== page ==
But if he owns all of Microsoft, no one has standing to bring legal action against him for breach of his fiduciary duty (they might if Microsoft then goes bankrupt, but that will be because he no longer owns it). There’s still the tax issue, but that’s a different issue.
    – Mike Scott
    Jan 24 at 17:52
26

No. At least, not technically. Theft is taking without consent of the owner. The CEO is authorized to act on behalf of the company, and thus can give themself permission to take the computer. Even if the CEO isn't explicitly granted authority to distribute resources, there's a strong implicit authority. To substantiate a charge of theft, a prosecutor would have to show that the CEO had no reasonable basis for believing that they had the authority. While one could imagine a set of circumstances allowing that, in general it would be very difficult.

However, there are other charges that could be leveled, most notably embezzlement. The CEO has a fiduciary duty to act in the best interests of the shareholders. If they give themself permission to take the computer, that makes the act not theft, but the very act of giving themself permission, if done for malicious reasons, can be criminal. If they are using their authority to divert company resources for their own benefit, that can be embezzlement, although it's unlikely to be prosecuted for small amounts.

There are further issues in reporting it. The IRS, would probably consider this income, so not reporting it would be tax evasion. If it's a publicly traded company, then expenses must be reported. However, this is likely small enough to be a rounding error.

This doesn't apply just to CEOs. If an ordinary worker takes their laptop home and doesn't give it back, this is conversion/embezzlement, but probably isn't technically theft.

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  • 1
    It's probably worth remembering that not filing good tax returns is not theft. Returning a company car a day later than requested is not theft either. Unless there is policy/law/agreement that a thing belonging to the company is not within the remit of the CEO to do with as they wish, the OP's example is not theft. Couple more points? A very great deal of companies own no land nor facilities nor even rent any, so the idea that the property of a company has to remain physically with an entity that has no physical presence is of course absurd.
    – Giu Piete
    Jan 24 at 8:10
  • If the answer to the OP's example were 'yes' taking mail would be theft.
    – Giu Piete
    Jan 24 at 8:12
7

Yes and No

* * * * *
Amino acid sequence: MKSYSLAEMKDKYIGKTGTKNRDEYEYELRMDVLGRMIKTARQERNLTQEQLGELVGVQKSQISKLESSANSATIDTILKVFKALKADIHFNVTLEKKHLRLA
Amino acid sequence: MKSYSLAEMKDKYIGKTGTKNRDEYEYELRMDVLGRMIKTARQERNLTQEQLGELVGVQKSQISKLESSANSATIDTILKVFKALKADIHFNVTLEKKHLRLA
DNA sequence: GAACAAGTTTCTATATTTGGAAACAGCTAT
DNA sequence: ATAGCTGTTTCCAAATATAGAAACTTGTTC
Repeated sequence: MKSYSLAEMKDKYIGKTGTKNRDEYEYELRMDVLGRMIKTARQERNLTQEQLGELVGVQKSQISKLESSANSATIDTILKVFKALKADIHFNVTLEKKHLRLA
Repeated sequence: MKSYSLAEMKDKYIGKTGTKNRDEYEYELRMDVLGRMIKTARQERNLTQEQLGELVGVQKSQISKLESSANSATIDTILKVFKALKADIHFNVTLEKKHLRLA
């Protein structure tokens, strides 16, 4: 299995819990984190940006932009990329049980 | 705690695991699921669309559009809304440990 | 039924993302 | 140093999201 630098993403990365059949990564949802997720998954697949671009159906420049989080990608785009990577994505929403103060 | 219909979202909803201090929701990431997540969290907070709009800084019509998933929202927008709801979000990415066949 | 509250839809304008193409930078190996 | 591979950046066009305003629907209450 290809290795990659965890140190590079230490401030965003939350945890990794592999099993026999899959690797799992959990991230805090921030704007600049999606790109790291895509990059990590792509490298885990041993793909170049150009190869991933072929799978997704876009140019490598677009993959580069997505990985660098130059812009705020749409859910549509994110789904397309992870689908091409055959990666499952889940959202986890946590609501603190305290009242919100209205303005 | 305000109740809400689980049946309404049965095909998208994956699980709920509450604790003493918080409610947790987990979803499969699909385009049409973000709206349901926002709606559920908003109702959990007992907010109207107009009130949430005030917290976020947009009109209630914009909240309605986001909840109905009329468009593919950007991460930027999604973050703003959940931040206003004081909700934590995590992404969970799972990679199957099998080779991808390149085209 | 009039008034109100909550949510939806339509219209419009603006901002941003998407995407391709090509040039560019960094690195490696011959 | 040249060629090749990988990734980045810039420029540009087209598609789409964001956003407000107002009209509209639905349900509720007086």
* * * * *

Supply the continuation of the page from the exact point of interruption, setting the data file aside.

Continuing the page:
Let's look at the case from some sides. Does Mr. Gates claim to own the laptop as he takes it home (like, does he sell it or give it away?) or does he treat it as a company-issued tool that just happens to be at his home? In the first case, he would probably need to do the paperwork for transferring the item from the company to his person to prevent that it is theft. In the second case, it just happens to be located at his home.

Now, assume it was just in his home for years to serve a valid work reason. Mr. Gates quits being a part of Microsoft because he becomes a pensioner. Now, there ought to be a document detailing that he has to turn in all company assets, get them transferred to him as a gift on top of the last paycheck or he buys the assets residing at his home. If the asset however stays and is not either given back, gifted to him, or bought (like, for a dime), now he suddenly commits theft.

But it would be up to Microsoft to sue for conversion, and I don't think they would want the bad PR from dragging their former CEO to court for a now obsolete piece of hardware. They might however want the confidential files and data that is stored on it and approach Mr. Gates to hand those over peacefully in the transition period.

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  • 1
    Are you able to sue over theft? It's a criminal offense, so you'd be pressing charges, right?
    – nick012000
    Jan 23 at 11:13
  • 1
    @nick012000 that depends on where you are, jurisdiction-wise.
    – Trish
    Jan 23 at 11:59
  • For a laptop they wouldn't bother. But if didn't leave a condo that was provided to him for his convenience during his tenure, or if he didn't hand over control of their registered domain name...you bet they'd come after him.
    – CCTO
    Jan 23 at 19:14
  • @nick012000 also you can always sue to have the stolen item returned or replaced.
    – Trish
    Jan 25 at 14:52
3

Probably not

As mentioned by other answers, this is company property, not personal property. But the company will have processes where a certain level of authority allows you to take decisions about use of company assets, and the CEO is almost certainly that level. Microsoft are allowed to give Surfaces to influencers, or put mice or headsets in goodie bags at trade shows, or whatever, and someone authorises that.

You would need to update the company asset tracking register to track that it had been given to you, of course. Otherwise it remains company property. The practical impact of this is basically zero though - my company owns my laptop, but due to Covid it's not been on company premises for a year!

What will get you is tax. If you're given something by your company, or if you have the use of some facility that isn't work related, that is normally taxable depending on its value. Exactly how this goes will depend on your country.

1

There ARE appropriate ways to profit-take. Use them.

A CEO/owner certainly can "profit-take" from a corporation. However the corporation must follow US tax law (since your presumption is Bill Gates/Microsoft). Note the same applies to an LLC which has elected corporate tax treatment.

  • As an employee, taking wages and benefits which could include a Surface tablet. This is taxed at normal "wage" tax rates (e.g. high).
  • Dividends can be paid to all shareholders. Obviously a CEO who owns 100% of the company's shares, gets all the dividends. Dividends are taxed at a lower rate. However then, Bill would need to take that cash-in-hand and buy the tablet at Best Buy.

The Board of Directors can set any amount they please. And the Board is elected by shareholders (1 share = 1 vote), so a majority-holding CEO simply decides who the Board is.

In any case, the payments are documented by appropriate tax paperwork such as a W-4 or 1099.